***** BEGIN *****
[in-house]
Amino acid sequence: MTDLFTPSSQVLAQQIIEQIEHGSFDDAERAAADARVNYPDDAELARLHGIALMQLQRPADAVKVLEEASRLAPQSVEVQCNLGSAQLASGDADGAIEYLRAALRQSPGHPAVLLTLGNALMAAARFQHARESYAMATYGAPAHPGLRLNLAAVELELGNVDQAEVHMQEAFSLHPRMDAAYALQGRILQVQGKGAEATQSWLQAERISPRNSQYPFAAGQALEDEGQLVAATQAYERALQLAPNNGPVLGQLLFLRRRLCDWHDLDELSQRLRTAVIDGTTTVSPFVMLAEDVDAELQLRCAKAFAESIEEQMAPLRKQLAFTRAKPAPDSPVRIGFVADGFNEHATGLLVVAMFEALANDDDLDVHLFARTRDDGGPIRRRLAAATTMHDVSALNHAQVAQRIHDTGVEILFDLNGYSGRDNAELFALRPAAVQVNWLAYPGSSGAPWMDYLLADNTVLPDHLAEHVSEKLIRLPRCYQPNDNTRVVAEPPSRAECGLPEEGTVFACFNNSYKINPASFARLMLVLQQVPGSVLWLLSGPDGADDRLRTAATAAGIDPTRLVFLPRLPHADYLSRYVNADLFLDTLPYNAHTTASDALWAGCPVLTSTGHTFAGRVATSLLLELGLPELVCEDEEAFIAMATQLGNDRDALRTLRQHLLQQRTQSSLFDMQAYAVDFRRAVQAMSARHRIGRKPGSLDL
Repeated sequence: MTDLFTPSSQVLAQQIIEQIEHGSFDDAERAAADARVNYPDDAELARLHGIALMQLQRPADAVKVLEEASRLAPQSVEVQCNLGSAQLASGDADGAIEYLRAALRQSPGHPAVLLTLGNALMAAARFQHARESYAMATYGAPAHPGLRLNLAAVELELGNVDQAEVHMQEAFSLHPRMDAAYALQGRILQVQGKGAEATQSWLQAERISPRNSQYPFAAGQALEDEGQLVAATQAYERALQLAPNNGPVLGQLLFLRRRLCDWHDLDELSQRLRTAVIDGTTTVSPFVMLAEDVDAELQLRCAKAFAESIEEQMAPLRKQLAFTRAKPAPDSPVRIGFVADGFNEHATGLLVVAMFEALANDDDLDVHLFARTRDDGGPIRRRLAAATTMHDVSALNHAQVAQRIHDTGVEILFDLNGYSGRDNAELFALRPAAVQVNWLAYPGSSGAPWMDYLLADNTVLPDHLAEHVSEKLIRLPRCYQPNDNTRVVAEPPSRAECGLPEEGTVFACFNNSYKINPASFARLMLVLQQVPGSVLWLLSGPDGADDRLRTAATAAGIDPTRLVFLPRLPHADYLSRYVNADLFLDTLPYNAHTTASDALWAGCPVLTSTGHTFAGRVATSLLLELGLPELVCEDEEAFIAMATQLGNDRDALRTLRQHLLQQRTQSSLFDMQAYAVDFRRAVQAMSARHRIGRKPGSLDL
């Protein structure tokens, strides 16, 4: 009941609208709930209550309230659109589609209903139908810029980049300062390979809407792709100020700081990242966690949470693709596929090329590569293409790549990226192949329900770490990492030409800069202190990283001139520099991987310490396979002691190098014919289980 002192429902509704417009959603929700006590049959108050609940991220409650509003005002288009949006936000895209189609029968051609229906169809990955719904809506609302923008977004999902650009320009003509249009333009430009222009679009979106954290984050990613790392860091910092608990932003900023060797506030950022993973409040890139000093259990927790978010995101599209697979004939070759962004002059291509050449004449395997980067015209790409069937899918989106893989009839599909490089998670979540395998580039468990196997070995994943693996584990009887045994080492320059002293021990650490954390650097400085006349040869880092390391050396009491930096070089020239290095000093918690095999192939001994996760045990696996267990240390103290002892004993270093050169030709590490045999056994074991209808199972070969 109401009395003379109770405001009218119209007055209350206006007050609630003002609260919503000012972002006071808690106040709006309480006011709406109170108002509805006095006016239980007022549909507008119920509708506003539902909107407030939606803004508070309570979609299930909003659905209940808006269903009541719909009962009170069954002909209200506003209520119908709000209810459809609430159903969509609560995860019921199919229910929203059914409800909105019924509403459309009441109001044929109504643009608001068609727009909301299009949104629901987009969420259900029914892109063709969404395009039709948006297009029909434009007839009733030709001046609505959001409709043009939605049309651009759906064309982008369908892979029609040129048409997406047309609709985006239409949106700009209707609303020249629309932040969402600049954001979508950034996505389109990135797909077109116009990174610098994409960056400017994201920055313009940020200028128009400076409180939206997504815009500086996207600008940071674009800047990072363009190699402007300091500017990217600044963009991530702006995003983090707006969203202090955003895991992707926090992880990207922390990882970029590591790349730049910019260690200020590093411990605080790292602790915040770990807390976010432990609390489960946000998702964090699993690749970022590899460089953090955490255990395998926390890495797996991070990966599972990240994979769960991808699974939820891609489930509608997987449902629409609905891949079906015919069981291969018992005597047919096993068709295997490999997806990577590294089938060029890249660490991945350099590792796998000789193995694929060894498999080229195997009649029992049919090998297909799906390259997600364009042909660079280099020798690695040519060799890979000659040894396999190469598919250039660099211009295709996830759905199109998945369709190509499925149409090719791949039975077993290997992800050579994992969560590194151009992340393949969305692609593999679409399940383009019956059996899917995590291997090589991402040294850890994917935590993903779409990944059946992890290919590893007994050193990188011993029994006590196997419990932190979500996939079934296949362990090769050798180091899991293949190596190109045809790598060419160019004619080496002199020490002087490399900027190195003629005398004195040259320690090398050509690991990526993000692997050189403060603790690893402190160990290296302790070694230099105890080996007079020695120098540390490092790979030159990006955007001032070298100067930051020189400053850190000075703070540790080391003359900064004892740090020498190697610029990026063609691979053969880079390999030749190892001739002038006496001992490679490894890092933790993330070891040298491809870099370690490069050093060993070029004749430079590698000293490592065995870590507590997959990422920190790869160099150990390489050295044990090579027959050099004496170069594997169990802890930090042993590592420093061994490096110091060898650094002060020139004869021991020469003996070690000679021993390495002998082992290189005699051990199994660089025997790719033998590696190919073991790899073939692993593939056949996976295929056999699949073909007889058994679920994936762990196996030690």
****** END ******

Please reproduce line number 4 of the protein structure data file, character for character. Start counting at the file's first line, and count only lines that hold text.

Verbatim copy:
């Protein structure tokens, strides 16, 4: 009941609208709930209550309230659109589609209903139908810029980049300062390979809407792709100020700081990242966690949470693709596929090329590569293409790549990226192949329900770490990492030409800069202190990283001139520099991987310490396979002691190098014919289980 002192429902509704417009959603929700006590049959108050609940991220409650509003005002288009949006936000895209189609029968051609229906169809990955719904809506609302923008977004999902650009320009003509249009333009430009222009679009979106954290984050990613790392860091910092608990932003900023060797506030950022993973409040890139000093259990927790978010995101599209697979004939070759962004002059291509050449004449395997980067015209790409069937899918989106893989009839599909490089998670979540395998580039468990196997070995994943693996584990009887045994080492320059002293021990650490954390650097400085006349040869880092390391050396009491930096070089020239290095000093918690095999192939001994996760045990696996267990240390103290002892004993270093050169030709590490045999056994074991209808199972070969 109401009395003379109770405001009218119209007055209350206006007050609630003002609260919503000012972002006071808690106040709006309480006011709406109170108002509805006095006016239980007022549909507008119920509708506003539902909107407030939606803004508070309570979609299930909003659905209940808006269903009541719909009962009170069954002909209200506003209520119908709000209810459809609430159903969509609560995860019921199919229910929203059914409800909105019924509403459309009441109001044929109504643009608001068609727009909301299009949104629901987009969420259900029914892109063709969404395009039709948006297009029909434009007839009733030709001046609505959001409709043009939605049309651009759906064309982008369908892979029609040129048409997406047309609709985006239409949106700009209707609303020249629309932040969402600049954001979508950034996505389109990135797909077109116009990174610098994409960056400017994201920055313009940020200028128009400076409180939206997504815009500086996207600008940071674009800047990072363009190699402007300091500017990217600044963009991530702006995003983090707006969203202090955003895991992707926090992880990207922390990882970029590591790349730049910019260690200020590093411990605080790292602790915040770990807390976010432990609390489960946000998702964090699993690749970022590899460089953090955490255990395998926390890495797996991070990966599972990240994979769960991808699974939820891609489930509608997987449902629409609905891949079906015919069981291969018992005597047919096993068709295997490999997806990577590294089938060029890249660490991945350099590792796998000789193995694929060894498999080229195997009649029992049919090998297909799906390259997600364009042909660079280099020798690695040519060799890979000659040894396999190469598919250039660099211009295709996830759905199109998945369709190509499925149409090719791949039975077993290997992800050579994992969560590194151009992340393949969305692609593999679409399940383009019956059996899917995590291997090589991402040294850890994917935590993903779409990944059946992890290919590893007994050193990188011993029994006590196997419990932190979500996939079934296949362990090769050798180091899991293949190596190109045809790598060419160019004619080496002199020490002087490399900027190195003629005398004195040259320690090398050509690991990526993000692997050189403060603790690893402190160990290296302790070694230099105890080996007079020695120098540390490092790979030159990006955007001032070298100067930051020189400053850190000075703070540790080391003359900064004892740090020498190697610029990026063609691979053969880079390999030749190892001739002038006496001992490679490894890092933790993330070891040298491809870099370690490069050093060993070029004749430079590698000293490592065995870590507590997959990422920190790869160099150990390489050295044990090579027959050099004496170069594997169990802890930090042993590592420093061994490096110091060898650094002060020139004869021991020469003996070690000679021993390495002998082992290189005699051990199994660089025997790719033998590696190919073991790899073939692993593939056949996976295929056999699949073909007889058994679920994936762990196996030690």